Queen calls off meeting after 'full day' appointing UK's new PM

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Queen Elizabeth II has postponed a meeting of her Privy Council advisory group after doctors advised her to rest, Buckingham Palace said Wednesday, the day after she appointed Liz Truss as Britain's new prime minister.

"After a full day yesterday, Her Majesty has this afternoon accepted doctors' advice to rest," the palace said in a statement.

"This means that the Privy Council meeting that had been due to take place this evening will be rearranged."

The 96-year-old monarch, who is currently on her traditional summer retreat at Balmoral in the Scottish Highlands, has been dogged by problems walking and standing since last year, forcing her to cancel a series of public engagements.

Fears about a flare-up of what royal officials call "episodic mobility problems" prevented her returning to London to accept outgoing leader Boris Johnson's resignation and to appoint Truss on Tuesday.

The elderly sovereign, looking frail and holding a walking stick for support, was seen in an official photograph of the symbolic ceremony shaking hands with Truss as she invited her to lead a new government.

The constitutional role -- the so-called "kissing of the hands" ceremony -- usually takes place at Buckingham Palace in London.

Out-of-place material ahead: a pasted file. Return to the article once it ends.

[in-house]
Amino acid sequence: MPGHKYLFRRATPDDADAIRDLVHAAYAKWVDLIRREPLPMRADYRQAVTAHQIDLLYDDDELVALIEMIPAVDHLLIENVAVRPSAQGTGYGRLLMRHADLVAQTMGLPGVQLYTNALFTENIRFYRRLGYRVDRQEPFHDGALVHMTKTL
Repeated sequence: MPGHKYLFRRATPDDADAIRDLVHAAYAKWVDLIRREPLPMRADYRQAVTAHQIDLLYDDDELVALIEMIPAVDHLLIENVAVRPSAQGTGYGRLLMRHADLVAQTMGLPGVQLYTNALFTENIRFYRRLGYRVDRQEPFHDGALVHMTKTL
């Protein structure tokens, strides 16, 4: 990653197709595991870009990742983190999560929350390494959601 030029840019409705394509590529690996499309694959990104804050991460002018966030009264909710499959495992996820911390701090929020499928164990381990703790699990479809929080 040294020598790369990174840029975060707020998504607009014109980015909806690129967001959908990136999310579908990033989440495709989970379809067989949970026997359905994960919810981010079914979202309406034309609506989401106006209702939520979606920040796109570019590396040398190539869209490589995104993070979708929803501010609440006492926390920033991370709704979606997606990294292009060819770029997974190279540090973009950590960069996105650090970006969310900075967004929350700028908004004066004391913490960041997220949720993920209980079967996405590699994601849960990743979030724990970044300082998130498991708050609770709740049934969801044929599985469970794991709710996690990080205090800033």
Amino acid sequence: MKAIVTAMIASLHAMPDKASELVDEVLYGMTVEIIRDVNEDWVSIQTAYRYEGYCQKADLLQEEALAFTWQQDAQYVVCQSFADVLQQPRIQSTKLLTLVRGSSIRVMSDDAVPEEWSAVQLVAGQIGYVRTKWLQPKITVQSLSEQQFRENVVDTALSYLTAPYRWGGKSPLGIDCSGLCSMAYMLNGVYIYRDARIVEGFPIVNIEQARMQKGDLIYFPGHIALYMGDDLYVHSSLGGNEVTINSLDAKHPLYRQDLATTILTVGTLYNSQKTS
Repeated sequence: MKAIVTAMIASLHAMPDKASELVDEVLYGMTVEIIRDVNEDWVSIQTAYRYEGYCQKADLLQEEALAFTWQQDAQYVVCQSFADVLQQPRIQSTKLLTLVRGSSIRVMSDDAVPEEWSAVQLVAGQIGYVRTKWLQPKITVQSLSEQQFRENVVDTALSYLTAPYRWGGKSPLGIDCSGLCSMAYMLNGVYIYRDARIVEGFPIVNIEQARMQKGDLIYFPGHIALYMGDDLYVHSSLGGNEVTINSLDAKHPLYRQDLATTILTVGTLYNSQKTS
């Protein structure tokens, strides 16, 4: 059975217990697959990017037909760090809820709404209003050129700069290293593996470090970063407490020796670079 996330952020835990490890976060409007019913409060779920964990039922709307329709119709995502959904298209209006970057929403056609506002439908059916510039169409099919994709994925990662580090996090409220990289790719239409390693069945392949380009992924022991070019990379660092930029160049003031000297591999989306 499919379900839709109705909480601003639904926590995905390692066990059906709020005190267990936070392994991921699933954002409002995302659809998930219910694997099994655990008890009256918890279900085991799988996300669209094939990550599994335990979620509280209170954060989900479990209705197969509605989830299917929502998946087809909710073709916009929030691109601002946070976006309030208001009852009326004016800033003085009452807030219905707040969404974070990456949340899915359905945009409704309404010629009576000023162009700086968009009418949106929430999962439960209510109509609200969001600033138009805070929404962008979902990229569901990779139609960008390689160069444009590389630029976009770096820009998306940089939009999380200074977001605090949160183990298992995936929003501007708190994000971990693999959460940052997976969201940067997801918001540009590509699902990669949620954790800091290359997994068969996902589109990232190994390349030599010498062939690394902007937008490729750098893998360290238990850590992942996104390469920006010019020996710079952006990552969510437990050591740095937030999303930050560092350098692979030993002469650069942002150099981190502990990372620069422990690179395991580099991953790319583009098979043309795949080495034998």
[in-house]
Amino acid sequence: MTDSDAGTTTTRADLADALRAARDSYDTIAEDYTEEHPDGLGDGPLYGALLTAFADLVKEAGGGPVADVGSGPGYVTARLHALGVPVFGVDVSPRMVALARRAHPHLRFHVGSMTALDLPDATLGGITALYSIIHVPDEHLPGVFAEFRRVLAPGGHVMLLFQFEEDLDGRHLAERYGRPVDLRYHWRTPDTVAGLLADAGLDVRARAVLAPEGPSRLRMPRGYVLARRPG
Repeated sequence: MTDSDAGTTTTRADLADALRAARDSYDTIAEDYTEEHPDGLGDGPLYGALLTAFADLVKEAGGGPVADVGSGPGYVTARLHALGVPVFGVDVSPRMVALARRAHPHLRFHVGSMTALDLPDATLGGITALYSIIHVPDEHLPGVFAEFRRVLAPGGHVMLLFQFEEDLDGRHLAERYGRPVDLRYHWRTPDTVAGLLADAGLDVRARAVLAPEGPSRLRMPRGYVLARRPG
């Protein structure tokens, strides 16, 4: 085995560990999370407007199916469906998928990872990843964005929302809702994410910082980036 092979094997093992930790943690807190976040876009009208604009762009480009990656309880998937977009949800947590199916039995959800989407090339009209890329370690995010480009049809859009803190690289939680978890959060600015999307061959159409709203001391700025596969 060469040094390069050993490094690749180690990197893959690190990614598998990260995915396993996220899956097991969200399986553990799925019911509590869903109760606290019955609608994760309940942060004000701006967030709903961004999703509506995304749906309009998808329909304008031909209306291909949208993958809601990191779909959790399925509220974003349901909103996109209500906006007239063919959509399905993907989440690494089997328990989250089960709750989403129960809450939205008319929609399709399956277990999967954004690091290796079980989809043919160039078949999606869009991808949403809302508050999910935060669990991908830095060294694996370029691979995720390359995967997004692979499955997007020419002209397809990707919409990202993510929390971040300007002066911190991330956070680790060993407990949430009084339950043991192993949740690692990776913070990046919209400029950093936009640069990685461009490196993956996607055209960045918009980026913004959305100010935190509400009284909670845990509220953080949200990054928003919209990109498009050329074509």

It was the first time it had been held outside London since 1952, when Winston Churchill met the new queen at Heathrow Airport after the death of her father, George VI.

The last time the handover of power took place at Balmoral was in 1885 when Victoria was on the throne.

The current queen also carried out another duty after Tuesday's prime ministerial handover, Britain's Press Association reported.

Wednesday evening's scheduled Privy Council meeting, to be held virtually, would have seen Truss take an oath and new cabinet ministers sworn into their roles, and also admitted new ministers to be privy counsellors if they were not already.

Meetings of the council, a royal advisory body dating back hundreds of years and comprising hundreds of members, including religious and political leaders, usually happen monthly.

Last week, Britain's longest-serving monarch skipped the Highland Games event, a traditional highlight of her summer in Scotland.

The latest cancellations will revive concerns about her health.

She has cut back on public engagements since last October after an unscheduled overnight stay in hospital for an undisclosed condition.

She was also hit by a bout of Covid earlier this year, that she said left her "exhausted".

During her Platinum Jubilee celebrations this summer, the monarch travelled to Buckingham Palace just twice and made only fleeting appearances during the four days of events.

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